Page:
Locally Trapped Mosquitoes Positive For West Nile
The Newtown Health District was notified by the state Department of Public Health on Tuesday, August 31, of a positive test result for West Nile virus from the mosquito trapping station in Newtown. The state has also isolated two people who have contracted the virus — the patients are residents of West Haven and Bridgeport.
West Nile virus is spread by infected culex species mosquitoes; such mosquitoes are common in Connecticut and in the northeast region, according to Newtown Health District Director Donna Culbert. Culbert told The Newtown Bee August 31 that she was expecting the state to announce that mosquitoes carrying West Nile virus were proliferating, and that possible human cases could result.
“I am not surprised by this news; we commonly see West Nile virus around this time of year,” the local health official said, adding that the summer, so far, has been rainy and warm, creating a favorable environment for breeding mosquitoes.
The state Department of Energy & Environmental Protection (DEEP)/Connecticut Agricultural Experiment Station (CAES) mosquito trapping and testing program includes a trapping station in Newtown. This is the first report of a mosquito from the Newtown station testing positive for West Nile this year.
The State of Connecticut Mosquito Management Program is a collaborative effort involving DEEP, CAES, the Department of Public Health, the Department of Agriculture, and the University of Connecticut Department of Pathobiology and Veterinary Science. These agencies are responsible for monitoring the potential public health threat of mosquito-borne diseases.
The CAES maintains a network of 108 mosquito-trapping stations in 88 municipalities throughout the state. Mosquito traps are set Monday through Thursday nights at each site every ten days on a rotating basis, and then twice a week after detection of virus.
Mosquitoes are grouped (pooled) for testing according to species, collection site, and date. Positive findings are reported to local health departments and on the CAES website at portal.ct.gov/caes/mosquito-testing/introductory/state-of-connecticutmosquito-trapping-and-arbovirus-testing-program.
For information on mosquito-borne illnesses, what can be done to prevent getting bitten by mosquitoes, and the latest mosquito test results and human infection statistics, visit the Connecticut Mosquito Management Program website.
The most important thing residents can do is minimize their exposure to mosquitoes and mosquito bites: Use personal protection, wear long sleeves and pants, use insect repellent, and avoid being outdoors at dusk and dawn when mosquitoes are most active for feeding. Residents should also continue to eliminate standing water around their homes, check screens and repair them as necessary, and check for openings to their homes where insects could enter.
“Along with the ever-abundant tick population, it is important for residents to take precautions to avoid getting bitten by mosquitoes as well,” Culbert said. West Nile virus is the most common mosquito-borne disease in the United States and reemerges every summer in Connecticut.
Positive Human Cases
On August 31, the Connecticut Department of Public Health announced that two Connecticut residents have tested positive for West Nile virus infection. These are the first two cases of West Nile virus-associated illness identified in Connecticut this season.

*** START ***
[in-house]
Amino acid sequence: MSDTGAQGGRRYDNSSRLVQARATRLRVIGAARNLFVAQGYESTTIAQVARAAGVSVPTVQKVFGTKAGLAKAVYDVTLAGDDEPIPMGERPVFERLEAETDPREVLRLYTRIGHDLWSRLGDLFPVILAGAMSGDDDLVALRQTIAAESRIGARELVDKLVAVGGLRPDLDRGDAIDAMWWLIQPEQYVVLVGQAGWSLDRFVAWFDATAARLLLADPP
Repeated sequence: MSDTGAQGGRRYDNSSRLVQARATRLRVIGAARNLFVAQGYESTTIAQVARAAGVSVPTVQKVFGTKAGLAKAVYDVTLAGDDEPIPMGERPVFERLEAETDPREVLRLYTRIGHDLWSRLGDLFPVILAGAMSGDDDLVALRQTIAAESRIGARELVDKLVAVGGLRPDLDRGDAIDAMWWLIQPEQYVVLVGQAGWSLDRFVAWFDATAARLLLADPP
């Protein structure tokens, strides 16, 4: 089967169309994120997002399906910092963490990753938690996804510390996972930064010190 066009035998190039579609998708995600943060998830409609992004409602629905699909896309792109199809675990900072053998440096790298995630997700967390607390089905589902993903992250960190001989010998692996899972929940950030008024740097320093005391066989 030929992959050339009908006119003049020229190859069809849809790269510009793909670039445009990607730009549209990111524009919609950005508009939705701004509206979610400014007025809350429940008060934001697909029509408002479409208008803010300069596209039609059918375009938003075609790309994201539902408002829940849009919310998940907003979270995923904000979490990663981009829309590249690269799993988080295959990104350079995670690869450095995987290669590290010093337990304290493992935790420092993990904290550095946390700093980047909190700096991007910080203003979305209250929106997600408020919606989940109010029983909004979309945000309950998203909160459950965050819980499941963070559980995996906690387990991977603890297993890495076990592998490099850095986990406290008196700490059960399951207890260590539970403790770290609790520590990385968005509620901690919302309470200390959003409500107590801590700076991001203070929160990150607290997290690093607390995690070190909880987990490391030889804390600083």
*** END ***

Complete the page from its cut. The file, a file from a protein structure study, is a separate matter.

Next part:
The patients are between 70 and 79 years of age and became ill during the third week of August with meningitis and meningoencephalitis. Both are hospitalized and recovering. Laboratory tests confirmed the presence of antibodies to the virus.
“The identification of two Connecticut residents with West Nile virus-associated illness requiring hospitalization emphasizes the potential seriousness of this infection,” said Dr Deidre S. Gifford, senior advisor to the governor for Health and Human Services, and acting commissioner of the Department of Public Health. “As we approach the cooler weather and the holiday weekend, it is important to take precautions to avoid mosquito bites. Using insect repellent, covering bare skin, and avoiding being outdoors during the hours of dusk and dawn are effective ways to help keep from being bitten by mosquitoes.”
“We continue to have weather conditions that are favorable for the mosquitoes that transmit West Nile virus,” added Dr Philip Armstrong, medical entomologist at the CAES. “These mosquitoes are most abundant in urban and suburban areas with dense human populations. We anticipate continued risk for human infection until mosquito activity subsides in October.”
West Nile virus has been detected in Connecticut every year since 1999, and is the most prevalent mosquito-borne disease in the US. Last year, CAES detected the virus in 143 mosquito samples from 23 towns; eight human cases were reported.
Before 2021, 166 cases of West Nile virus were reported in Connecticut, of which four were fatal.
Most people (eight out of ten) infected with West Nile virus do not develop symptoms. About one in five people who are infected develop West Nile fever, an illness that includes a fever and other symptoms such as body aches, joint pain, headache, or a rash.
About one in 150 infected people develops a severe illness affecting the central nervous system. About one in ten cases of severe illness are fatal. People over the age of 60 are at highest risk of serious illness.
For more information about the West Nile virus, visit portal.ct.gov/dph/epidemiology-and-emerging-infections/west-nile-virus or cdc.gov/westnile/index.html.
Editor John Voket can be reached at firstname.lastname@example.org.